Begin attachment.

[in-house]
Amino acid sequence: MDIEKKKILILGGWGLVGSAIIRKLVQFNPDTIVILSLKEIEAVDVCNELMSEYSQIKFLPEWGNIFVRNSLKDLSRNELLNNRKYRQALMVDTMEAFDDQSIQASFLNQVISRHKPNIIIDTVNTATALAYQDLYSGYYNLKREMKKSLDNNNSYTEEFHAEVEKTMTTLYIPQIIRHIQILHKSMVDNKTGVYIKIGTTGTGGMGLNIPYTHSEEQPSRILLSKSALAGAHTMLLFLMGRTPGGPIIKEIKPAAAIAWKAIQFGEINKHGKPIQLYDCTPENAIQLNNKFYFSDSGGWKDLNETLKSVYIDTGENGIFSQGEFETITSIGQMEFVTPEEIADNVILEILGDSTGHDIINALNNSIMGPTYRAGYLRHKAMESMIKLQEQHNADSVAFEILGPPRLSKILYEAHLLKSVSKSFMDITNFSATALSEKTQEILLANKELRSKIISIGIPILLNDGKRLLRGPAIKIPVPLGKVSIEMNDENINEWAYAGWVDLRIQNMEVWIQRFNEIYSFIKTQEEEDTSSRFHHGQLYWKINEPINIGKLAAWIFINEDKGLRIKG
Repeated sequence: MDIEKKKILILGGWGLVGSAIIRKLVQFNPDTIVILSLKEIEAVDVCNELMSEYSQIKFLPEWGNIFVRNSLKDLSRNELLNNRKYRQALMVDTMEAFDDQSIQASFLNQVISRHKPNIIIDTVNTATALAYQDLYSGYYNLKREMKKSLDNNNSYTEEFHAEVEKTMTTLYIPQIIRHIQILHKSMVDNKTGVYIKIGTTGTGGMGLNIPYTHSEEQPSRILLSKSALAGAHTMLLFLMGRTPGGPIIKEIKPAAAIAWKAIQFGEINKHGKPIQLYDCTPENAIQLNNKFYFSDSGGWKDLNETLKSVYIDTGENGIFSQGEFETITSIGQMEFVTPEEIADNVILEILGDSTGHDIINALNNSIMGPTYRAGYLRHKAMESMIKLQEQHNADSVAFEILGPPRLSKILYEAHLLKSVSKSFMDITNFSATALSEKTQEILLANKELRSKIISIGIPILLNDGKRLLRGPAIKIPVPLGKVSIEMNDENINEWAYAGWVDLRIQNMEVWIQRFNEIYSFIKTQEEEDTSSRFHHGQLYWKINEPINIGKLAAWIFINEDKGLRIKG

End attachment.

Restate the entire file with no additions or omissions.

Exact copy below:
[in-house]
Amino acid sequence: MDIEKKKILILGGWGLVGSAIIRKLVQFNPDTIVILSLKEIEAVDVCNELMSEYSQIKFLPEWGNIFVRNSLKDLSRNELLNNRKYRQALMVDTMEAFDDQSIQASFLNQVISRHKPNIIIDTVNTATALAYQDLYSGYYNLKREMKKSLDNNNSYTEEFHAEVEKTMTTLYIPQIIRHIQILHKSMVDNKTGVYIKIGTTGTGGMGLNIPYTHSEEQPSRILLSKSALAGAHTMLLFLMGRTPGGPIIKEIKPAAAIAWKAIQFGEINKHGKPIQLYDCTPENAIQLNNKFYFSDSGGWKDLNETLKSVYIDTGENGIFSQGEFETITSIGQMEFVTPEEIADNVILEILGDSTGHDIINALNNSIMGPTYRAGYLRHKAMESMIKLQEQHNADSVAFEILGPPRLSKILYEAHLLKSVSKSFMDITNFSATALSEKTQEILLANKELRSKIISIGIPILLNDGKRLLRGPAIKIPVPLGKVSIEMNDENINEWAYAGWVDLRIQNMEVWIQRFNEIYSFIKTQEEEDTSSRFHHGQLYWKINEPINIGKLAAWIFINEDKGLRIKG
Repeated sequence: MDIEKKKILILGGWGLVGSAIIRKLVQFNPDTIVILSLKEIEAVDVCNELMSEYSQIKFLPEWGNIFVRNSLKDLSRNELLNNRKYRQALMVDTMEAFDDQSIQASFLNQVISRHKPNIIIDTVNTATALAYQDLYSGYYNLKREMKKSLDNNNSYTEEFHAEVEKTMTTLYIPQIIRHIQILHKSMVDNKTGVYIKIGTTGTGGMGLNIPYTHSEEQPSRILLSKSALAGAHTMLLFLMGRTPGGPIIKEIKPAAAIAWKAIQFGEINKHGKPIQLYDCTPENAIQLNNKFYFSDSGGWKDLNETLKSVYIDTGENGIFSQGEFETITSIGQMEFVTPEEIADNVILEILGDSTGHDIINALNNSIMGPTYRAGYLRHKAMESMIKLQEQHNADSVAFEILGPPRLSKILYEAHLLKSVSKSFMDITNFSATALSEKTQEILLANKELRSKIISIGIPILLNDGKRLLRGPAIKIPVPLGKVSIEMNDENINEWAYAGWVDLRIQNMEVWIQRFNEIYSFIKTQEEEDTSSRFHHGQLYWKINEPINIGKLAAWIFINEDKGLRIKG